• The rails aren't as smooth as I'd prefer, but I think that's due to the chroming process used. Not as even as I'd prefer, but nothing that can really be done about that. Maybe some light sanding with 2000 grit wet/dry sandpaper, but I'd be hesitant about doing that, in case any slop occurs. Not really to worried about that. If you have any binding, then when you loosen the nuts, then things travel smoothly, then there's a misalignment. What's important, is to make sure there is as little backlash as possible, without missing any steps, and minimizing any binding. This might take several tries. Pretty sure I've had mine apart at least 4-5 times fine tuning the alignment.

    Mind you, I'm not an expert, but, I do now have a smooth traveling setup, and dead nuts accuracy. Still have to buy a mm based dial indicator, but with the slide calipers, it's working very well. Still learning how to get Fusion 360 gcode xport to work nicely with GRBL.

  • Active Member

    This post is deleted!

  • @mrmister

    That actually is probably a good idea, there's probably dust, dirt or manufacturing debris in there. Just have to be careful not to lose any of the bearings, course. I am concerned though, that petro chemical based products might break down the rubber material that houses the bearings. Not too worried mind you, as the bearing themselves are fairly cheap. Might be a concern for some though.

  • Active Member

    This post is deleted!

  • I'd have to take a closer look at mine, mine looks like there are at least 10 mini bearing on three sides. Wonder if yours is different?

  • Well, I think I've got it going. Z-axis and X-axis were fairly simple. Loosened up the backlash nut a little and loosened and retightened various screws so things could line up a little better.

    Y-axis was a pain in the arse. First, it had the worst of the 6 slide rods. There were some ridges on that rod I was wondering if I was going to cut a finger on! Then there apparently was a slight bearing misalignment across the table for one of the rods. Giving one of the bearings room to move just slightly out got things moving reasonably smoothly. But the real problem was a misalignment between the screw and the stepper. Everything would move just fine till I'd couple the screw to the stepper. Then everything would bind up. Final solution was to move the stepper about a mm lower. Once I did that the stage moved much better.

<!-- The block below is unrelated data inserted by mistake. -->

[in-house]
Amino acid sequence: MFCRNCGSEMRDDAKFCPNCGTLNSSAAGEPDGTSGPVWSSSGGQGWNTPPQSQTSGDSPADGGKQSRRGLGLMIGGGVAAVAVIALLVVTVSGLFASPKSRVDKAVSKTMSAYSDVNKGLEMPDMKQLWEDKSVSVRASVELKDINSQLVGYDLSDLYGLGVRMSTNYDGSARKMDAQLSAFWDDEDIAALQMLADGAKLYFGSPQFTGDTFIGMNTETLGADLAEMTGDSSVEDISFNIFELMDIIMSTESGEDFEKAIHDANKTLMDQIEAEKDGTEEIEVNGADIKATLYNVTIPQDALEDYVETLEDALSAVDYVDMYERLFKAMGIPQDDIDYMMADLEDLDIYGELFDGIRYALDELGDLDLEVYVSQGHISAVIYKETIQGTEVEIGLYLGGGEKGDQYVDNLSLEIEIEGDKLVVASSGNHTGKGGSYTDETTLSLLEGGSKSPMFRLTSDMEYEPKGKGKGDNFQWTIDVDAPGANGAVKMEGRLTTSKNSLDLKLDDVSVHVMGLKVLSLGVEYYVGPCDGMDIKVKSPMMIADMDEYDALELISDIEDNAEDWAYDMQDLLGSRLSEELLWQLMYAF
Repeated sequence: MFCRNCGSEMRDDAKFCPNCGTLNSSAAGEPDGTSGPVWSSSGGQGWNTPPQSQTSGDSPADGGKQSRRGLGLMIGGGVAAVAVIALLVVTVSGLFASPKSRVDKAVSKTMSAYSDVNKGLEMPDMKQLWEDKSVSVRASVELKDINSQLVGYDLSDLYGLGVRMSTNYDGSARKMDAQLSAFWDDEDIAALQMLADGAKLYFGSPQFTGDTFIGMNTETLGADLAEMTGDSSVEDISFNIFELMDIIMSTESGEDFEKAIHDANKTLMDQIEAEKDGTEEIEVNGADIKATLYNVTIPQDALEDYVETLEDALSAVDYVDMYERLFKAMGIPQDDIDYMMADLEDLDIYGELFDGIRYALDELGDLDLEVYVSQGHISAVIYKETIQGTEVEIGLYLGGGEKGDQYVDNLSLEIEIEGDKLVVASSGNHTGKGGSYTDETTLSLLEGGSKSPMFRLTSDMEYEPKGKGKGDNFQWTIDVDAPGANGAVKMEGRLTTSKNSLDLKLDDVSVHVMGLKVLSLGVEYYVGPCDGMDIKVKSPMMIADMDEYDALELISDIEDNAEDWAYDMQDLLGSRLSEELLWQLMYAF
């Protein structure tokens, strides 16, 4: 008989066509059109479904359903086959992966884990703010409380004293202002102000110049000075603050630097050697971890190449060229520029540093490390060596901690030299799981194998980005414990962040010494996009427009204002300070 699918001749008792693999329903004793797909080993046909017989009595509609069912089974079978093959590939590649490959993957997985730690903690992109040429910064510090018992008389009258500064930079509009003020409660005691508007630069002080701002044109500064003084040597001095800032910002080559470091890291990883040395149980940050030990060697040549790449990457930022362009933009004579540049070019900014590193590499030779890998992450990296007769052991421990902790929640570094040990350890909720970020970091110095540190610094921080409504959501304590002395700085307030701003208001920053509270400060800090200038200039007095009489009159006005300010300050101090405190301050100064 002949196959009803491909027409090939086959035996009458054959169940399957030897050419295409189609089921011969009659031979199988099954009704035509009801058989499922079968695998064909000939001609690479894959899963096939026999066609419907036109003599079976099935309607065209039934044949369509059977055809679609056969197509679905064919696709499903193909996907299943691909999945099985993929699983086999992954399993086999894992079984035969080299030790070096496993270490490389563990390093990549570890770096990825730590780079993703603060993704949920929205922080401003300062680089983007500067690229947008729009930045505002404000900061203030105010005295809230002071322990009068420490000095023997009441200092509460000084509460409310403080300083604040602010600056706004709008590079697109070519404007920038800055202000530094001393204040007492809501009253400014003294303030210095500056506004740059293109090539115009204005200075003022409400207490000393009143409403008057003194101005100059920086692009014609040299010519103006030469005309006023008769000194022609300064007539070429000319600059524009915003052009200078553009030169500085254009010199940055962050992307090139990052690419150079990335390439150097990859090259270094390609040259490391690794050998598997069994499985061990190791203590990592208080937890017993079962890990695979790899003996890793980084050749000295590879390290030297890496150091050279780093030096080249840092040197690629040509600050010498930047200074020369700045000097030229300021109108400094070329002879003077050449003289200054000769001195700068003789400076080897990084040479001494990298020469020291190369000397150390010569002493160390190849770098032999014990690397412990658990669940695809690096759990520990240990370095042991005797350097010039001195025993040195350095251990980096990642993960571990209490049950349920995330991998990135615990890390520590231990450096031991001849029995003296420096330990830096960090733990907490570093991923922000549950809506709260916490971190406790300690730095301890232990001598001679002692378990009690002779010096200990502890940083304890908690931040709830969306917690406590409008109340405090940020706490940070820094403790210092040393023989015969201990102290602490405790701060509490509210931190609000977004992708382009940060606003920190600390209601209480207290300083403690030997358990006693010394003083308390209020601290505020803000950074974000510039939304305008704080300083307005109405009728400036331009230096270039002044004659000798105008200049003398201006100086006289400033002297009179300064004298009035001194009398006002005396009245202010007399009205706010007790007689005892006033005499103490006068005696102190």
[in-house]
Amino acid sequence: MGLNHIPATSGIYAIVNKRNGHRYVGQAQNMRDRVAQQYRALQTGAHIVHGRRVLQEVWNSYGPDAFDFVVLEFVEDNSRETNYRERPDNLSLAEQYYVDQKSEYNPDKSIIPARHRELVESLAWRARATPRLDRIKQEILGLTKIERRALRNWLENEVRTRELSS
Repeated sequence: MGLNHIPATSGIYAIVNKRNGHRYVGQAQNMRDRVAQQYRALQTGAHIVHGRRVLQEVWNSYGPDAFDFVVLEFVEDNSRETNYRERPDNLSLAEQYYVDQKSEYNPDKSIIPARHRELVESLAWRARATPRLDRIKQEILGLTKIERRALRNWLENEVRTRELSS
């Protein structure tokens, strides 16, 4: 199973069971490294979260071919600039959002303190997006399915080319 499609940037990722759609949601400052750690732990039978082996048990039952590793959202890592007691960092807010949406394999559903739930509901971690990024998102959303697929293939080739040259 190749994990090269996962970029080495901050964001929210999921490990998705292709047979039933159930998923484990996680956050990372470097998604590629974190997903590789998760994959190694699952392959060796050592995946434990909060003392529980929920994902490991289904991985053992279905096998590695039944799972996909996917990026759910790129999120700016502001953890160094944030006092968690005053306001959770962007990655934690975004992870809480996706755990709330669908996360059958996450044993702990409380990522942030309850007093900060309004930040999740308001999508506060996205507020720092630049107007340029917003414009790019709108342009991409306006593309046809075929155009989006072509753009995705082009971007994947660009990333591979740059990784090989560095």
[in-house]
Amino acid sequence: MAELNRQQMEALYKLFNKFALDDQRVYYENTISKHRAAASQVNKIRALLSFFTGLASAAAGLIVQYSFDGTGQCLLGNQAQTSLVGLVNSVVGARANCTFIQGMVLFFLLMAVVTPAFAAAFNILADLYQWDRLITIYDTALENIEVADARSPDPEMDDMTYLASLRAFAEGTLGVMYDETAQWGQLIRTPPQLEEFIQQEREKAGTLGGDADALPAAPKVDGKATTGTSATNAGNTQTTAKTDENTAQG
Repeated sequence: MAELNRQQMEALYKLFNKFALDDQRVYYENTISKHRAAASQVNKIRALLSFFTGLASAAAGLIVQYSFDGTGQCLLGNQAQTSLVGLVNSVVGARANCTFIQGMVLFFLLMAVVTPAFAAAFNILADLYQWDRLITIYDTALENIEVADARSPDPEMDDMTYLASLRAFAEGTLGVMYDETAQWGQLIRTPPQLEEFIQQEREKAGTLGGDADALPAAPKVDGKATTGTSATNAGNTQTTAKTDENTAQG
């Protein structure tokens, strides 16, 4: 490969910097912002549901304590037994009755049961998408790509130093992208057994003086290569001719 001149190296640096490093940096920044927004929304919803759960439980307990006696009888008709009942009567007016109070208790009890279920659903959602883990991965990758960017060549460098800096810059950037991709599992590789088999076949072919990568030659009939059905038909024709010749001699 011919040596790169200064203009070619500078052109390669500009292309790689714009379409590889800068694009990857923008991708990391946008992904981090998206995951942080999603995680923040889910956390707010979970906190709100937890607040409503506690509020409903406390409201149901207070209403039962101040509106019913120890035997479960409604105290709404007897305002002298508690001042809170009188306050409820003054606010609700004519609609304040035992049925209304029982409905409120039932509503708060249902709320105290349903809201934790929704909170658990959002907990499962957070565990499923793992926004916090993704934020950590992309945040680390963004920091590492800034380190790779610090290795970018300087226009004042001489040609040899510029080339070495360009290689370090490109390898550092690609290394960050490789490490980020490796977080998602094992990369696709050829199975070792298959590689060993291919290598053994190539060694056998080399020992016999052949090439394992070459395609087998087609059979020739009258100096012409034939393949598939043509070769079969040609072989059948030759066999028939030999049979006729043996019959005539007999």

Now the funs done. I'll have to figure out how to actually use it!

    Thanks for the help. Your ideas got me going in the right directions.

  • If you move the gantry to one side, then tight then screws down, gently at first, then move the gantry to the other side, tighten it down gently, repeat, until things are locked in place, it should move smoothly beyond that point. That goes for all axis's too. If it's binding at any point, then it's still misaligned. Trust me when I say that when you think it's good, it's got a LOT of room for improvement. lol.

  • Just as a final comment, things are working very well at this point. A little bit of tweeking as suggested above helped.

    But the biggest improvement was sparingly lubricating the lead screws. I had a can of spray silicon lubricant intended for the bearings and chain on my garage door. The can says the lube forms a dry lubricant layer that "doesn't attract dirt". I sprayed a bit of the lubricant into a plastic cup and used a Q-tip soaked in the liquid to apply the lube sparingly to the screws. That made a huge difference. After application turning the screws by hand was noticeably easier. And the chatter the anti-backlash nuts were making completely disappeared. All the axis run smooth as can be now.

Log in to reply

Looks like your connection to Offical Forum was lost, please wait while we try to reconnect.